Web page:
Responses opposed to the change included comments that (1) the research studies of GRE effectiveness contain methodological flaws, such as small sample sizes, restriction of range, and modeling challenges; (2) the removal of the GRE may lead to undue influence of other biased selection factors, such as undergraduate institution, research experience, and the content of recommendation letters; and (3) the GRE is used as a check of quantitative skills in some programs.
Why is this action being taken for doctoral admissions given that other programs, such as undergraduate and professional degrees—both at the University of Michigan and elsewhere—use standardized test scores to varying degrees in their admissions processes?
The research, dialogue, and feedback contributing to this decision is specific to doctoral education and Ph.D. admissions in Rackham programs. Undergraduate and professional degree programs may have different experiences, goals, admissions practices, costs, and constraints. Particularly salient for Ph.D. programs is that performance of research and scholarship is central to doctoral education and Ph.D. completion; success in these activities has not been demonstrated to correlate with GRE scores.
Applicants to Ph.D. programs have an extensive record of advanced academic performance, research activity, and experiential learning accumulated through prior undergraduate training and professional experience that is available to inform admissions decisions.
Why does the decision not apply to Rackham master’s programs?
Rackham master’s programs have a range of educational goals that are distinct from those of Ph.D. programs, with the latter focused on the performance—under the mentorship of graduate faculty—of original research and scholarship resulting in a dissertation. Although many Rackham master’s programs have discontinued the use of GRE test scores in their admissions, more evaluation and discussion within the Rackham community would be required to understand if this proposal might be extended to all Rackham master’s programs in the future.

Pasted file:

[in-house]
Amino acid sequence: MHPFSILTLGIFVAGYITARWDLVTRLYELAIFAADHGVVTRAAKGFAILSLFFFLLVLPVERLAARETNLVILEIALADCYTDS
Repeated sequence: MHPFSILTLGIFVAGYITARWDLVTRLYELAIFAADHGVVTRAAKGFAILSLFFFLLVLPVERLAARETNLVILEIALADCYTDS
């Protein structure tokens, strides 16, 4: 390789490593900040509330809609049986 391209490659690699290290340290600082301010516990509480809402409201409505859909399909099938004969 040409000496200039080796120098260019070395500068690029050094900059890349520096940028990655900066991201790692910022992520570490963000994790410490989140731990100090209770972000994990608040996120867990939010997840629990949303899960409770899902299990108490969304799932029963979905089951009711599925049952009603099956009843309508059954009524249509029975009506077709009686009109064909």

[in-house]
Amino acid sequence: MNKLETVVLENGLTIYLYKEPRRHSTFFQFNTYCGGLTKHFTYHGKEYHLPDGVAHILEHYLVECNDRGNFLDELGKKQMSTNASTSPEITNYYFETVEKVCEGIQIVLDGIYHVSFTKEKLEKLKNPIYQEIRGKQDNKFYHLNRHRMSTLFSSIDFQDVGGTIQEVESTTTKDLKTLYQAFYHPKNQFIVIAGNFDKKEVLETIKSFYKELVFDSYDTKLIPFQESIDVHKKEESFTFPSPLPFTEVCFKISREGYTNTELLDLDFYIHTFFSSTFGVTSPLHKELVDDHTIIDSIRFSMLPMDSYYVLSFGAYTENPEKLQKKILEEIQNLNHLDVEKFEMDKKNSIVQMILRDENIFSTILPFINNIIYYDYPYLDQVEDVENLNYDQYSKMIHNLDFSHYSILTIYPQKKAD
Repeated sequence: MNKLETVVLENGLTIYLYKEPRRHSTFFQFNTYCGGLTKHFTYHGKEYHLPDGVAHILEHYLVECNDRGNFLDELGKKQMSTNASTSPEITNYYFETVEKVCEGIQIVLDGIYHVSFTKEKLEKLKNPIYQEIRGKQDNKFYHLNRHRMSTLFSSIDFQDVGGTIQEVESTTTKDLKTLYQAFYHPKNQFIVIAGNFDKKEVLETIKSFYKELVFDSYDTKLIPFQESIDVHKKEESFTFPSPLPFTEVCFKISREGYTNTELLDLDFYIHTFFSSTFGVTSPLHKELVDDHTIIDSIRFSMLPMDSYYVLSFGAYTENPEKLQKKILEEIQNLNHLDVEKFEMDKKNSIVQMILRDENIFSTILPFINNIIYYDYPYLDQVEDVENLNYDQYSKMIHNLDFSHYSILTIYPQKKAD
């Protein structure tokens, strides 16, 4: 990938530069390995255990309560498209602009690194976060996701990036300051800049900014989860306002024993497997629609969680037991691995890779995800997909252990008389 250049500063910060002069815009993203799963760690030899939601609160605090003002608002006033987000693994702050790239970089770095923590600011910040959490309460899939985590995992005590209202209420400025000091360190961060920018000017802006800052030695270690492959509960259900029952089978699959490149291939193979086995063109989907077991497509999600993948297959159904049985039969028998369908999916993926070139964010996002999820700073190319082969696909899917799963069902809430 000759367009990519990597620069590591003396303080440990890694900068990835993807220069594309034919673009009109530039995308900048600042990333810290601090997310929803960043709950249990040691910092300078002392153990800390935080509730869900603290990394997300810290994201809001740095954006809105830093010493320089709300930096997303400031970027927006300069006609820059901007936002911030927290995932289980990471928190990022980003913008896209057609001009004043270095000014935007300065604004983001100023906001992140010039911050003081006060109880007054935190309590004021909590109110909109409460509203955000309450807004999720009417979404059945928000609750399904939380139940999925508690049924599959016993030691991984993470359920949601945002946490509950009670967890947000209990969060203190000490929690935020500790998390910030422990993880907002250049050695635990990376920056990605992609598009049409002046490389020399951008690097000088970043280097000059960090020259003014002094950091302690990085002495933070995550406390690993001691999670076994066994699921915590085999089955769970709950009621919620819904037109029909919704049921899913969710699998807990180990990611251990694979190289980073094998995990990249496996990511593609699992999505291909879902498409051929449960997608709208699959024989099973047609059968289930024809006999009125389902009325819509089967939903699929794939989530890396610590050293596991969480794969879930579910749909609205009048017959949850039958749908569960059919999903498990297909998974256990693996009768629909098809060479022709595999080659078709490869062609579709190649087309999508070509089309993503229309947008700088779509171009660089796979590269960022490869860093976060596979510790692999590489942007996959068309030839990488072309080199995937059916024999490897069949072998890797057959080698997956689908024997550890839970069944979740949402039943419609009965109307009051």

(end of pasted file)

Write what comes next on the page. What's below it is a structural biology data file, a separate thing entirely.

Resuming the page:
Why does the decision not apply to GRE subject tests?
As is the case with the use of the GRE in relation to master’s program admissions, more evaluation and discussion within the Rackham community would be required to understand if this proposal might in the future be extended to GRE subject tests.
What about other barriers to applying to doctoral programs like application fees, the application process, and other factors that affect readiness to apply?
Rackham has been and will be committed to identifying and addressing additional barriers that may prevent students from pursuing admission to its doctoral programs.
How will Rackham support programs that will be changing their admissions processes because of the decision?
Rackham will provide support to programs changing their admissions processes over a three-year period. This includes information and tailored advising on best practices for holistic admissions, particularly for programs with high application volumes. Holistic admissions practices evaluate the skills, experience, knowledge, and potential of an applicant by considering the academic, professional, and personal record along multiple dimensions. Through these practices, components of the graduate application that are most reflective of an applicant’s accomplishments and promise are identified and used for admissions decisions.
A consultation team will be available to work with individual programs to advise program faculty in building a holistic admissions process tailored to that program’s needs and goals. Programs may also apply for summer support for their faculty to work on revision of their admissions process and in this instance Rackham expertise in holistic admissions will also be made available for faculty teams as needed. Programs may choose one or both of these options and additional details regarding these programs will be communicated by mid-March.
Throughout the three year period, Rackham Institutional Research will evaluate changes in admissions practices and outcomes through survey work and analysis of application, admissions, and matriculation data across campus. These data will also be available to faculty for their scholarly endeavors.
The decision to discontinue the use of the GRE in Rackham Ph.D. admissions decisions will be re-evaluated after a three-year period.
Rackham will provide regular updates to Ph.D. programs about utilization of the supports and best practices learned from them.